Cervical Cancer : Causes and Treatment

Complete Analysis of Cervical Cancer


Cervical cancer is cancer that begins in the cervix, which is the lower, narrower part of the uterus. In most cases, cervical cancers are directly caused by the Human Papilloma Virus (HPV). Cervical cancer is the easiest gynecological cancer to prevent and detect with vaccinations and regular screening tests. It is also highly curable when it is detected and treated in the early stages. Cervical cancer occurs predominantly in women for over thirty years, but it poses a significant level of danger to all women.


What causes Cervical cancer?

Most cases of cervical cancer are caused by a high-risk strain of HPV. This virus can be transmitted from one person to another through genital contact such as through vaginal, oral or anal sex. If the HPV infection does not automatically resolve itself, it can ultimately lead to the formation of cervical cancer.

Other factors may increase the risk of development ­of cervical cancer if you have previously had an HPV infection. These include:

  • Smoking
  • Being HIV positive or having reduced immunity due to illness
  • Take birth control pills regularly (over five years)
  • Carried three or more children to full term
  • Being younger than seventeen at your first full-term pregnancy
  • Intrauterine Device use (IUD)
  • A diet low in fruits and vegetables
  • Obesity
  • Family history of cervical cancer


What are the symptoms?

You may not note any signs or symptoms of cervical cancer right away. The first signs of advanced cervical cancer tend to include vaginal discharges or bleeding. However, these symptoms are not conclusive evidence. Only a doctor can confirm cervical cancer after putting you through a series of examinations.

Screening must be mandatory for women over the age of twenty-one. You can get a Pap test to check for changes in cervical cells that can turn cancerous if they are not treated. If the Pap test concludes that significant changes have occurred in the cells of the cervix, your doctor may suggest more tests to look for cancer. If you are between the ages of 30 and 65, you can also get an HPV test with your Pap test to see if you have HPV.

The regularity of screening depends on your age and general health history. Your doctor will point you towards the appropriate course of action. Most women can follow these guidelines:

  • If you are between 21 and 29, you must get a Pap test every three years.
  • If you are between 30 and 64, you must have a Pap test and HPV test every three years, or a Pap test every three years every five years.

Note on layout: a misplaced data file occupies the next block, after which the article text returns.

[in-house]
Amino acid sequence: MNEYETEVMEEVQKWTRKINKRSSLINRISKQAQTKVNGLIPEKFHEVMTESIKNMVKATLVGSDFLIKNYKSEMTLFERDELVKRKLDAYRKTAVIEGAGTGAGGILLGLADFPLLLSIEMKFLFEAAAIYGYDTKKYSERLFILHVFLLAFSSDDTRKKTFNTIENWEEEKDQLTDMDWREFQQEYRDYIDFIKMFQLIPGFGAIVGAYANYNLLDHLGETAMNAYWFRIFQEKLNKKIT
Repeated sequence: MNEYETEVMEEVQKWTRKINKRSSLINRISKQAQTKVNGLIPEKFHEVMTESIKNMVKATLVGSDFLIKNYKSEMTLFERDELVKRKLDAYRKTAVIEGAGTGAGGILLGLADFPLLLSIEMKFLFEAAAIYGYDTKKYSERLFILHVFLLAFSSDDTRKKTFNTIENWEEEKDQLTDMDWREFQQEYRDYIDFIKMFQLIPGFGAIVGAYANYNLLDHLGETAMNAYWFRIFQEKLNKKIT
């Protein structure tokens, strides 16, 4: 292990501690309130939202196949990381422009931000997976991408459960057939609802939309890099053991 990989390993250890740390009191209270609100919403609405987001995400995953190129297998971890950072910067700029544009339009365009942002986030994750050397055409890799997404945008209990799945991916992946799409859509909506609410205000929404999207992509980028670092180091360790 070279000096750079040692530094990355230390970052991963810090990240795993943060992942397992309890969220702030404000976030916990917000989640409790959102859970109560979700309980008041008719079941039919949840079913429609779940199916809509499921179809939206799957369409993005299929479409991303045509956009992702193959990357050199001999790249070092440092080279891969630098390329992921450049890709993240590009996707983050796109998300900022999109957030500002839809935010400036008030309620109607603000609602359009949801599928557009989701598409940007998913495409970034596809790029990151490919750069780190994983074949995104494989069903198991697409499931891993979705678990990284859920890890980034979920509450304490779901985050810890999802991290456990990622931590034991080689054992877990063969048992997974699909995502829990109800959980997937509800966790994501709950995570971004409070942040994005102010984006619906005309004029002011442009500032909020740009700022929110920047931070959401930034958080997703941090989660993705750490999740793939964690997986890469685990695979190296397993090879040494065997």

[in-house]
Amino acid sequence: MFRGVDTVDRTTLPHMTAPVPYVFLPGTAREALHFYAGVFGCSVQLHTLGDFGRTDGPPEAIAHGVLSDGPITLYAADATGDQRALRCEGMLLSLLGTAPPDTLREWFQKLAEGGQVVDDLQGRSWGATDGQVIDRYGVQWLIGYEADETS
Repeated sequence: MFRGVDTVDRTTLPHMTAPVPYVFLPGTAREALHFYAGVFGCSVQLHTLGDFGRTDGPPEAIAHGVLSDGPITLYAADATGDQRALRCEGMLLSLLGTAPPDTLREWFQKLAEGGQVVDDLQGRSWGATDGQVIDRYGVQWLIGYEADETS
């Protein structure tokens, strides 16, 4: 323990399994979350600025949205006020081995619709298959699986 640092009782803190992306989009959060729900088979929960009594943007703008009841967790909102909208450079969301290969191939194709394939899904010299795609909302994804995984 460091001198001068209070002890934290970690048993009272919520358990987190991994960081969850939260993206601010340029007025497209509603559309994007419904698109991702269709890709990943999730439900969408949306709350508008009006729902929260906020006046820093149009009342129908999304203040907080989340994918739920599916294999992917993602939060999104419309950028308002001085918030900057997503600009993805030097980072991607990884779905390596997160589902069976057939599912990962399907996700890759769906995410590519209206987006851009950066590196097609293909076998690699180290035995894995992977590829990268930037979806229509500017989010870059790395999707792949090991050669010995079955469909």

• If you are 65 or older, ask your doctor if you can stop Pap tests.



Diet during cancer treatment

Cancer treatment can place a lot of nutritional demands on your body. It is important to consistently consume a healthy diet and to drink nutritional drinks. The main nutritional objectives during this time are to see that a healthy weight is maintained and that the foods you eat provide your body with calories and nutrients for energy, recovery, repairs, and healing. A healthy eating pattern includes lots of vegetables and fruits, moderate amounts of whole grains, and plant protein sources such as nuts, beans, lentils, tofu, and tempeh, along with modest servings of poultry, lean meat, and nonfat or low-fat dairy foods.

Try these ideas to improve your appetite and maintaining calorie and protein during cancer treatment:

  • Space out your meals into five or six all through the day.
  • Eat the largest meal for breakfast.
  • Start with high protein foods while your appetite is strongest.
  • Keep favorite high-calorie foods and drinks within easy reach.
  • Try to be as physically active as you can be to stimulate your appetite.
  • Obtain the help of your loved ones and caregivers to help with the purchase and preparation of food.
  • Consult a registered dietician for diet formulation assistance.
  • In some cases, you may request your doctor medication to improve your appetite.


Preventive diet

Target to be as far as possible within the normal range of body weight:

  • Maintain body weight within normal BMI range, from the age of 21.
  • Avoid weight gain; particularly avoid putting on belly weight during adulthood.
  • Stay away from processed foods and drinks which result in massive weight gain.
  • Eat energy-rich foods sparingly
  • Avoid sugary drinks.
  • Eat “fast-foods” as little as possible.


Cervical cancer and indeed all types of cancer can be prevented by a healthy diet and regular exercise. A dietician can further guide you in building your own preventive cancer diet.


Good luck and happy healthy life to you!




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